Katarzyna Kostyrka-Allchorne, Amanda Holland, Nicholas R. Cooper, Woakil Ahamed, Rachel K. Marrow, Andrew Simpson
Trends in Neuroscience & Education, December 2019
What helps children learn: is it a presence of a live teacher or an interaction with the learning materials? Addressing this question, we manipulated a teacher’s presence (on-screen vs. present) and activity (observing vs. doing) while teaching children about the properties of geometric shapes.
Five-year-olds (n = 215) completed two shape-sorting tasks in which they distinguished between typical, atypical and non-valid shapes. In between these tasks, they took part in one of four training sessions: doing teacher-present, observing teacher-present, doing teacher-on-screen and observing teacher-on-screen.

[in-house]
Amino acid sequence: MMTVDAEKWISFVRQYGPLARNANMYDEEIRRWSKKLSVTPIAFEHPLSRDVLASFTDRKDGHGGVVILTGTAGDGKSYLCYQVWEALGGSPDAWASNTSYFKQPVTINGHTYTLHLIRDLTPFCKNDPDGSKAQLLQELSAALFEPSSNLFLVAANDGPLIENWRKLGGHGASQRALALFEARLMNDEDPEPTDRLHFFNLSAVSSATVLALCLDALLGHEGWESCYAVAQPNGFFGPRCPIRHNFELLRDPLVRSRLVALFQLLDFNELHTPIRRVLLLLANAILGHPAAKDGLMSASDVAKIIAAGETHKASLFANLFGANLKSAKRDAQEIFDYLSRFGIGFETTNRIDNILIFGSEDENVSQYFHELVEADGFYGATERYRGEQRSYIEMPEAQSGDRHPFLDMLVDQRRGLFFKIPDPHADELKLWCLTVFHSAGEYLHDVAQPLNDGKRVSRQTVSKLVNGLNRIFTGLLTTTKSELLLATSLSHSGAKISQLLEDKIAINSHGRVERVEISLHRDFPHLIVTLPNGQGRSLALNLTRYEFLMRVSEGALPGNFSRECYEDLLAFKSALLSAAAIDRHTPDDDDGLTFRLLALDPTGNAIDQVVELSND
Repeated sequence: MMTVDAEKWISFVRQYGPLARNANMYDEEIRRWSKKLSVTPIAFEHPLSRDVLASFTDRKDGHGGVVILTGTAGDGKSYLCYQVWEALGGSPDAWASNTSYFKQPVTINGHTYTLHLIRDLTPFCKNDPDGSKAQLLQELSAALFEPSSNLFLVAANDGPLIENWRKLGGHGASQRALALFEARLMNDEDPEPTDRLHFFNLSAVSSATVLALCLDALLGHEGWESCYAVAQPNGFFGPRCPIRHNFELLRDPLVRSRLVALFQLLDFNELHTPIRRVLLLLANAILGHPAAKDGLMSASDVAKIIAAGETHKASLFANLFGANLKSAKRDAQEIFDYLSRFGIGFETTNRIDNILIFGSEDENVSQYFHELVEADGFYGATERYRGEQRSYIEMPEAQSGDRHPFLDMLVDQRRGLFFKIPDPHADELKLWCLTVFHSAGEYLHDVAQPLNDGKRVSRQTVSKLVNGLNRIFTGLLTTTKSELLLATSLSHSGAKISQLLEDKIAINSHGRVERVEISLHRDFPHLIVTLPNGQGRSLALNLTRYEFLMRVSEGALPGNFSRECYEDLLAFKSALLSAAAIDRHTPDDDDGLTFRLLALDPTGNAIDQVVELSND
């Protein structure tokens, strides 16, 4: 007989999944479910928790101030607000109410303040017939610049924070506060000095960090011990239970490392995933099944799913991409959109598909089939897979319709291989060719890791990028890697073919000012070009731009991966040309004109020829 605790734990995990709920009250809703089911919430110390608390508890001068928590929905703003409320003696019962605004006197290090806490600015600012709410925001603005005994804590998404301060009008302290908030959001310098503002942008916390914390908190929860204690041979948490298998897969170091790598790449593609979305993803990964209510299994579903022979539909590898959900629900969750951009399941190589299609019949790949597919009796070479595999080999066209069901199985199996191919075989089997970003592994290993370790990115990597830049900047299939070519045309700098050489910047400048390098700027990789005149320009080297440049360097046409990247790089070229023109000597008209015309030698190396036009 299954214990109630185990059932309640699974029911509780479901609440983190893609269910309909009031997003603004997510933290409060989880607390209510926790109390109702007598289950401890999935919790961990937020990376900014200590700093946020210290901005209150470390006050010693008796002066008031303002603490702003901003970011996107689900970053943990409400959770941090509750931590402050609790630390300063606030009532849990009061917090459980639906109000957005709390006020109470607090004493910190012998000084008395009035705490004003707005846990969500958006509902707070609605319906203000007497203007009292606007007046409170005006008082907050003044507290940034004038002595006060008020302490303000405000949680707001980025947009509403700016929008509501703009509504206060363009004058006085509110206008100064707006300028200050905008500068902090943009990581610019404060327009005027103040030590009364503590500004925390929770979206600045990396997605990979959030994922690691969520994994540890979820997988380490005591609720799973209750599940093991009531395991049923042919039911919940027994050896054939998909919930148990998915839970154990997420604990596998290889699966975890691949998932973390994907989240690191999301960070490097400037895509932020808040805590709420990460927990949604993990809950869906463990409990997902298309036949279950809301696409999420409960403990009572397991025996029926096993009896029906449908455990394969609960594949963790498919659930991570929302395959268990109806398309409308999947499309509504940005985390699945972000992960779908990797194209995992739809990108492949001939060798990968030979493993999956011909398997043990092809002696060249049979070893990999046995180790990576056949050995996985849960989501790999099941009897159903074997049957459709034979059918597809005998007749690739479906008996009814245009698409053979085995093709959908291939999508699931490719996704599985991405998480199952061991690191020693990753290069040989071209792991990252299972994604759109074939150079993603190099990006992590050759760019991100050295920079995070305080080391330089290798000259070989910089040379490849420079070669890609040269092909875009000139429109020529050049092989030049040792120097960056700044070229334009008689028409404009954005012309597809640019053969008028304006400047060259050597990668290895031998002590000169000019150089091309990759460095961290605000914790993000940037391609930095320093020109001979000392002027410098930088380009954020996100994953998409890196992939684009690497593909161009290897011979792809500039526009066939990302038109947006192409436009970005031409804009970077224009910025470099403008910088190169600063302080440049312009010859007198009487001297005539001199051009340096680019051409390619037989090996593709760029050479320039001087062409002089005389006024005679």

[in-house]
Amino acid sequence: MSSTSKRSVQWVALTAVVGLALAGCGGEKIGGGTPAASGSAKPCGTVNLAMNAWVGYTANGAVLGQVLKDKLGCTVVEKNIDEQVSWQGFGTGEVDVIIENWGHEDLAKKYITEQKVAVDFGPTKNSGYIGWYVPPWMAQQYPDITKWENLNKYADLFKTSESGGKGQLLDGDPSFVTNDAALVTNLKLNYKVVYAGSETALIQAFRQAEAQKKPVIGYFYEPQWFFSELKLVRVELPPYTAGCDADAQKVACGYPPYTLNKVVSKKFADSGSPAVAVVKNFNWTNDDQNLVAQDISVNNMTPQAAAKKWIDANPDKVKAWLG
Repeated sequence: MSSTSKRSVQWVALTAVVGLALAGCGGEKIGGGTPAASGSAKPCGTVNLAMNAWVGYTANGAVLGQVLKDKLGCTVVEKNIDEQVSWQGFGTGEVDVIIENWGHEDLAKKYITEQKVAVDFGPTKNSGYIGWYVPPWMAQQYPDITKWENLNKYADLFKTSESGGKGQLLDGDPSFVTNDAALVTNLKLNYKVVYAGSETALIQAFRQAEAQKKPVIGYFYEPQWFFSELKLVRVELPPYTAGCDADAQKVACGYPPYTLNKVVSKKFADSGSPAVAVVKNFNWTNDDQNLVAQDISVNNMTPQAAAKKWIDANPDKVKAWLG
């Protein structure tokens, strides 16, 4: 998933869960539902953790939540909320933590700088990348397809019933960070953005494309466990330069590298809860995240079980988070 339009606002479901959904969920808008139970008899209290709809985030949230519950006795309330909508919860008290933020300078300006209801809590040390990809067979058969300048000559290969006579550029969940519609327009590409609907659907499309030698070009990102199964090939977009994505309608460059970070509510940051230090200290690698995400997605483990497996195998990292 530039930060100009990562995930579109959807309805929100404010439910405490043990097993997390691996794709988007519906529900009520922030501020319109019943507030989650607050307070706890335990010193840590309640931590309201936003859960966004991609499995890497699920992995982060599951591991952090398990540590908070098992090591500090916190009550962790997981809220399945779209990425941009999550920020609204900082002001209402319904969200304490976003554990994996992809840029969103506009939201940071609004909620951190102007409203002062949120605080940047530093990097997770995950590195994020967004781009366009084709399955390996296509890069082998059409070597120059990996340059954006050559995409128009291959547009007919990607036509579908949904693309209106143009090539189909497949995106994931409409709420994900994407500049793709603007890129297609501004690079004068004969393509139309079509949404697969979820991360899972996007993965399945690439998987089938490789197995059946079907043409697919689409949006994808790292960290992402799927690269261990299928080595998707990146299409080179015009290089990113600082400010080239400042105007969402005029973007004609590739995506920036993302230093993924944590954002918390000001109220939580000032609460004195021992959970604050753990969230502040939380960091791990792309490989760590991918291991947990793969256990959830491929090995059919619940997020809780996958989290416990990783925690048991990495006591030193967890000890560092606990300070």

Although children’s shape knowledge improved across all training conditions, learning showed an interaction between teacher presence and task difficulty. In a teacher’s presence, children learned more about the most difficult (atypical) shapes, irrespective of activity. It may be the social interaction, associated with a teacher’s presence, that enhances learning. Conversely, physically taking part in interactive touchscreen training did not result in more learning than passive screen viewing.”